The fact that there are only four playable characters and you can have all of them in your party at once means that you never have to worry about the make-up of your party. This robs players of a common strategic concern of most RPG's. Perhaps to compensate, Nostalgia allows you to have control over your characters' skill advancement. Each battle earns you skill points to beef up players' abilities and once a skill is sufficiently upgraded, another skill will be unlocked. A flow-chart shows which skills need to be advanced to unlock another skill but unfortunately they don't actually tell you what the unlockable skill is. These new skills just show up as a box with a question mark on the old flow-chart so you're kind of gambling with your skill points. There's usually some limited relationship between a skill and the next skill it unlocks (for example, upgrading a healing spell might get you a group healing spell) but that's not always the case. It's annoying to spend gobs of skill points only to receive a crap spell, which are plentiful in the game. Also, skillpoints earned by the party are all stored in one pool so you're squandering possible upgrades for other characters by pursuing these mystery skills. The shared skillpoint reservoir makes it quite easy to neglect certain characters but, considering it's one of the few strategic aspects of the game, it's a tolerable problem.

Each character has two sets of skills: a set that he can use on the ground and a set he can use in the air. The party gets their own airship very early on in the game and partake in many air battles. These encounters are turn-based just like dungeon fights but each character now controls a different weapon on the airship (cannon, side guns, etc.) and that's what they use when you select the "Attack" option. The airship, rather than individual characters, takes damage throughout the fight. Weapons and armor for your ship are purchased and equipped at airship docks throughout the world.

From that description, you might think airship combat is just a slightly tweaked version of the game's normal ground combat. You'd be right. The character's airship-specific skills are less numerous than their ground skills and the enemies seem to have an excessive amount of hit points so these aerial encounters get repetitive quickly. The game makes a couple attempts to spice up this aspect of the game but to no avail. There's a weather system but these different conditions merely weaken your weapons (example: cannons are less powerful in rain) so it makes the fights even more drawn out. Your weapons perform differently based on whether enemies are in front of you or on your side but you can't control your position - enemies just zoom around to different spots at random - so it doesn't really change your strategy for the fight. It might affect which enemy you shoot first but that's about it.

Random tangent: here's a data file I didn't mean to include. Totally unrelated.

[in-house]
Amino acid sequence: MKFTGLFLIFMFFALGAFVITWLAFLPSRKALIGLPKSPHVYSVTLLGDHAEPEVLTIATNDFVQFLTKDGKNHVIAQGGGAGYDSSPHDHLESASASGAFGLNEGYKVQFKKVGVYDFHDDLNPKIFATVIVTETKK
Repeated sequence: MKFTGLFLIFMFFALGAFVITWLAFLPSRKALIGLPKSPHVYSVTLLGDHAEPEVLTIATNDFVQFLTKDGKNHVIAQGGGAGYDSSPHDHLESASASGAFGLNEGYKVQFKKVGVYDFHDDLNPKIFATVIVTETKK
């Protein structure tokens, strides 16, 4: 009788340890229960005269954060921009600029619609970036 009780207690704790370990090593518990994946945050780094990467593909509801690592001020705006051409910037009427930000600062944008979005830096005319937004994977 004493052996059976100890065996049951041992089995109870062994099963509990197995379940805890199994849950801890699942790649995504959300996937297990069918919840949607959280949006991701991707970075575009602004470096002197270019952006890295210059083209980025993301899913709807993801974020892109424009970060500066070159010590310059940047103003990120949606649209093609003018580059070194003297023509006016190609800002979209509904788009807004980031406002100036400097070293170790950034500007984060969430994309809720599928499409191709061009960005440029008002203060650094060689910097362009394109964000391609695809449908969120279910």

The game's emphasis on airships ultimately does more harm than good. The separate equipment and skills needed for fighting in the air drains your budget of skillpoints and money on a continual basis. The game keeps you from higher-level areas with medium and tall mountain ranges, which you can't pass over until you get new flight engines through the campaign missions. The net result is that most of the world map is covered in ugly brown and green mountains. Once you're able to fly at max altitude, though, you probably won't most of the time because the enemies encountered up there are often absurdly difficult. There's a couple types of monsters that I just learned weren't worth fighting - I'd reset my DS and just reload rather than attempt them. The length and difficulty of the airship encounters ultimately discourages you from exploring the world map.

It's a shame that traveling the world is such a hassle because there's a lot of optional content in the game. There are 50 "World Treasures" (ancient ruins and such) throughout the map that can be spotted from your airship. Finding all of them earns you a hefty multiplier for your experience point gains. There are also a number of quests and dungeons for you to find. Each city contains a chapter of the Adventurer's Association, an organization that doles out quests to heroes who need money or have some time to kill. While some of these quests take you to new locations, many of them ask you to go back to a dungeon you've already completed. There are some handsome rewards doled out for these quests but doing the same dungeon twice might be a little too tedious for most of you.

Nostalgia sticks closely to the old JRPG formula and its few attempts at revamping this gameplay model are underwhelming. Still, it was fun enough to keep me playing until the end. Call it entertainment by association - playing Nostalgia conjured up fond memories of the first RPG's I ever played. I enjoyed the trip down memory lane but the truth is, Nostalgia isn't very good without the, well, nostalgia. It stubbornly clings to gameplay conventions over a decade old. I'm not sure if I'll ever look at it as anything more than a reminder of older, better games.

Players: 1 Player
Platform(s): DS
Developer: Matrix Software, Red Entertainment
Publisher: Ignition Entertainment
ESRB: Everyone